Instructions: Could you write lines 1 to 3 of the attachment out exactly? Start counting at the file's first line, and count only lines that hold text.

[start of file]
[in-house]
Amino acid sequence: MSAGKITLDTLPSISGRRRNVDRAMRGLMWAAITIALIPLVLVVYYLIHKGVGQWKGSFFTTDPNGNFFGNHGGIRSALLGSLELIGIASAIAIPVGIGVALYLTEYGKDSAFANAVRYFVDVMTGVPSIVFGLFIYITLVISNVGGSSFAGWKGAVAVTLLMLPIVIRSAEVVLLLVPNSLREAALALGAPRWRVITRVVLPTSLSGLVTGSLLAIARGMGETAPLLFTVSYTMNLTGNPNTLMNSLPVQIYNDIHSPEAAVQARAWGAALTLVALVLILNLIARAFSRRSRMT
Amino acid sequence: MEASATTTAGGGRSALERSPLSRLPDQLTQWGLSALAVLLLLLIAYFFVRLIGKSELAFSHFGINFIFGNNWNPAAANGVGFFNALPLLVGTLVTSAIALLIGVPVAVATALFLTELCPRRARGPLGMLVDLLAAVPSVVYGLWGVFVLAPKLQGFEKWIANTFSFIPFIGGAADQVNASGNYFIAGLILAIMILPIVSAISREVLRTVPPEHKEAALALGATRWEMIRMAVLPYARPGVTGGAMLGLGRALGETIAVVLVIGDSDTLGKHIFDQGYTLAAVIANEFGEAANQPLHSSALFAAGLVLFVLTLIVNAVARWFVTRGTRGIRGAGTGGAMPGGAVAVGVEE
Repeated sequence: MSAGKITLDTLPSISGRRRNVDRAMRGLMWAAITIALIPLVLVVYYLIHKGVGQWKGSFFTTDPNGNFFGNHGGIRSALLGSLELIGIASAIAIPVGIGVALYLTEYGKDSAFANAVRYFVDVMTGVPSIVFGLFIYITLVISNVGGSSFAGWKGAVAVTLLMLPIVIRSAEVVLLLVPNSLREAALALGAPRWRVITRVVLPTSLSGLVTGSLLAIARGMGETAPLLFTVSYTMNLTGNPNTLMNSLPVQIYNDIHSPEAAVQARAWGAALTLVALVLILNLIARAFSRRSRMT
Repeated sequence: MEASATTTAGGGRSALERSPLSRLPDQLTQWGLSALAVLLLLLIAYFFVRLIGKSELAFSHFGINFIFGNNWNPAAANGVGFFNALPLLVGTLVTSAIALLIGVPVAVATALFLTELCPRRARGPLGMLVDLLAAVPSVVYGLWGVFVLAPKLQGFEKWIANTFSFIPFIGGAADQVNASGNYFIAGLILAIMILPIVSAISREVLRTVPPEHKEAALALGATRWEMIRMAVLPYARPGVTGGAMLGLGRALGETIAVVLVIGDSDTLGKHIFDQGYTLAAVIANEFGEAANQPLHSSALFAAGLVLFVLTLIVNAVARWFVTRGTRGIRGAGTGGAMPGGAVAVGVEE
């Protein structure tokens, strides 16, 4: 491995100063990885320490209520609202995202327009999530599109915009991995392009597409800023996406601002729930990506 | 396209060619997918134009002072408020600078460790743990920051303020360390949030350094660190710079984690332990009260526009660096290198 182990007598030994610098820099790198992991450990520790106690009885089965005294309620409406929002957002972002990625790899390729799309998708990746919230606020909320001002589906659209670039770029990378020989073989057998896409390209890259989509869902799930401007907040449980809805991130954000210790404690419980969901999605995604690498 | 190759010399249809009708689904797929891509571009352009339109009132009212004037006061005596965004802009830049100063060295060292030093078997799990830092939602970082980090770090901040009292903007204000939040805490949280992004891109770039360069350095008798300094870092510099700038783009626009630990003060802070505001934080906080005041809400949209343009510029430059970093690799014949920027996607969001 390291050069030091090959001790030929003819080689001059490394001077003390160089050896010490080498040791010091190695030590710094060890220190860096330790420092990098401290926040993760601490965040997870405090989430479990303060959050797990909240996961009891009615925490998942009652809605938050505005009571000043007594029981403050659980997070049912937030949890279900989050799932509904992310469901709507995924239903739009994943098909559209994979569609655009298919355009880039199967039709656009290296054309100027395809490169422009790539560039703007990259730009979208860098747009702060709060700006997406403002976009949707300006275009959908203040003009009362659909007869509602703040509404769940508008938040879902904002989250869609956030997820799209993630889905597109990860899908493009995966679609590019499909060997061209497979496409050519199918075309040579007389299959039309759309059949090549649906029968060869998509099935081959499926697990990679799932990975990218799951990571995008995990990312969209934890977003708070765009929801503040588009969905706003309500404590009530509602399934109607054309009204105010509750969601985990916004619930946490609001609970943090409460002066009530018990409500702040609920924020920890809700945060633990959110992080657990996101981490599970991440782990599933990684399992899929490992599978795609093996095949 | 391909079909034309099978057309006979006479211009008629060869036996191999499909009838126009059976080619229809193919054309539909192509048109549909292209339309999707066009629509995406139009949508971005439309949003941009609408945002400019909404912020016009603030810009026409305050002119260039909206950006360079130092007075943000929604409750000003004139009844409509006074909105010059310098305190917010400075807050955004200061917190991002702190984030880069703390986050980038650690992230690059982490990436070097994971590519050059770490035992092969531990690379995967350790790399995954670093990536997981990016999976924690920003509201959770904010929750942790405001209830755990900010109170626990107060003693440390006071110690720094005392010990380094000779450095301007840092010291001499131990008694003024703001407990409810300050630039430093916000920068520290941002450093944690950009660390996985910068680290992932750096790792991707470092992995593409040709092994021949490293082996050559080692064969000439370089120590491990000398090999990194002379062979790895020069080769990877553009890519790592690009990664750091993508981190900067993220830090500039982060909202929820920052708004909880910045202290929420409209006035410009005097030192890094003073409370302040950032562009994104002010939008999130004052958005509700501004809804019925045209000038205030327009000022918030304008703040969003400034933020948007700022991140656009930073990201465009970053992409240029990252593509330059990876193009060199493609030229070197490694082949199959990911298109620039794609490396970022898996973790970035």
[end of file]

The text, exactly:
[in-house]
Amino acid sequence: MSAGKITLDTLPSISGRRRNVDRAMRGLMWAAITIALIPLVLVVYYLIHKGVGQWKGSFFTTDPNGNFFGNHGGIRSALLGSLELIGIASAIAIPVGIGVALYLTEYGKDSAFANAVRYFVDVMTGVPSIVFGLFIYITLVISNVGGSSFAGWKGAVAVTLLMLPIVIRSAEVVLLLVPNSLREAALALGAPRWRVITRVVLPTSLSGLVTGSLLAIARGMGETAPLLFTVSYTMNLTGNPNTLMNSLPVQIYNDIHSPEAAVQARAWGAALTLVALVLILNLIARAFSRRSRMT
Amino acid sequence: MEASATTTAGGGRSALERSPLSRLPDQLTQWGLSALAVLLLLLIAYFFVRLIGKSELAFSHFGINFIFGNNWNPAAANGVGFFNALPLLVGTLVTSAIALLIGVPVAVATALFLTELCPRRARGPLGMLVDLLAAVPSVVYGLWGVFVLAPKLQGFEKWIANTFSFIPFIGGAADQVNASGNYFIAGLILAIMILPIVSAISREVLRTVPPEHKEAALALGATRWEMIRMAVLPYARPGVTGGAMLGLGRALGETIAVVLVIGDSDTLGKHIFDQGYTLAAVIANEFGEAANQPLHSSALFAAGLVLFVLTLIVNAVARWFVTRGTRGIRGAGTGGAMPGGAVAVGVEE